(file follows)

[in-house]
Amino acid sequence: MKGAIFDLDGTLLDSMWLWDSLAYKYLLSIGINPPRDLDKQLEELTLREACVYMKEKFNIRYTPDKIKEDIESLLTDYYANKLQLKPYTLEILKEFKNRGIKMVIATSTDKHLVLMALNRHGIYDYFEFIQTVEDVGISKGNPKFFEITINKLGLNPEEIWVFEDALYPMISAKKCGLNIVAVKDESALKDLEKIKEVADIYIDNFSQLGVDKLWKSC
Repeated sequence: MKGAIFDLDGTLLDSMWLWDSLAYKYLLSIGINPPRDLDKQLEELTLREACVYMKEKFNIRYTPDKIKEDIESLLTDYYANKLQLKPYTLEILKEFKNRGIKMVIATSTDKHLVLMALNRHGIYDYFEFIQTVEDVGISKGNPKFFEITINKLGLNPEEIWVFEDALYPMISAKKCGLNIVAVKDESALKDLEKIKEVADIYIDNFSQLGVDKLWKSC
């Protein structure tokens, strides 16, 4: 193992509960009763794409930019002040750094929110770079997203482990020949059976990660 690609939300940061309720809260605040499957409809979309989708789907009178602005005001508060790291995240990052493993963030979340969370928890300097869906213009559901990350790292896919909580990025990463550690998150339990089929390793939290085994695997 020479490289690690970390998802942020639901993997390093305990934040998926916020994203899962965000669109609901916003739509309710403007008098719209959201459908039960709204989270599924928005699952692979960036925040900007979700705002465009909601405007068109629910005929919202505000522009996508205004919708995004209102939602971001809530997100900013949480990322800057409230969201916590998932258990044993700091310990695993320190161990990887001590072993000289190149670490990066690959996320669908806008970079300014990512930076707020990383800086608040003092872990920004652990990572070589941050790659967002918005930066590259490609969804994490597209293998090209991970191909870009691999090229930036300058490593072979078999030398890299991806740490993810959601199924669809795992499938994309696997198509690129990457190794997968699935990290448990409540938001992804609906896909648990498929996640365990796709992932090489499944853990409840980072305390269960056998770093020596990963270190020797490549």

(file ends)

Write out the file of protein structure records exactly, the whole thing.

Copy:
[in-house]
Amino acid sequence: MKGAIFDLDGTLLDSMWLWDSLAYKYLLSIGINPPRDLDKQLEELTLREACVYMKEKFNIRYTPDKIKEDIESLLTDYYANKLQLKPYTLEILKEFKNRGIKMVIATSTDKHLVLMALNRHGIYDYFEFIQTVEDVGISKGNPKFFEITINKLGLNPEEIWVFEDALYPMISAKKCGLNIVAVKDESALKDLEKIKEVADIYIDNFSQLGVDKLWKSC
Repeated sequence: MKGAIFDLDGTLLDSMWLWDSLAYKYLLSIGINPPRDLDKQLEELTLREACVYMKEKFNIRYTPDKIKEDIESLLTDYYANKLQLKPYTLEILKEFKNRGIKMVIATSTDKHLVLMALNRHGIYDYFEFIQTVEDVGISKGNPKFFEITINKLGLNPEEIWVFEDALYPMISAKKCGLNIVAVKDESALKDLEKIKEVADIYIDNFSQLGVDKLWKSC
């Protein structure tokens, strides 16, 4: 193992509960009763794409930019002040750094929110770079997203482990020949059976990660 690609939300940061309720809260605040499957409809979309989708789907009178602005005001508060790291995240990052493993963030979340969370928890300097869906213009559901990350790292896919909580990025990463550690998150339990089929390793939290085994695997 020479490289690690970390998802942020639901993997390093305990934040998926916020994203899962965000669109609901916003739509309710403007008098719209959201459908039960709204989270599924928005699952692979960036925040900007979700705002465009909601405007068109629910005929919202505000522009996508205004919708995004209102939602971001809530997100900013949480990322800057409230969201916590998932258990044993700091310990695993320190161990990887001590072993000289190149670490990066690959996320669908806008970079300014990512930076707020990383800086608040003092872990920004652990990572070589941050790659967002918005930066590259490609969804994490597209293998090209991970191909870009691999090229930036300058490593072979078999030398890299991806740490993810959601199924669809795992499938994309696997198509690129990457190794997968699935990290448990409540938001992804609906896909648990498929996640365990796709992932090489499944853990409840980072305390269960056998770093020596990963270190020797490549």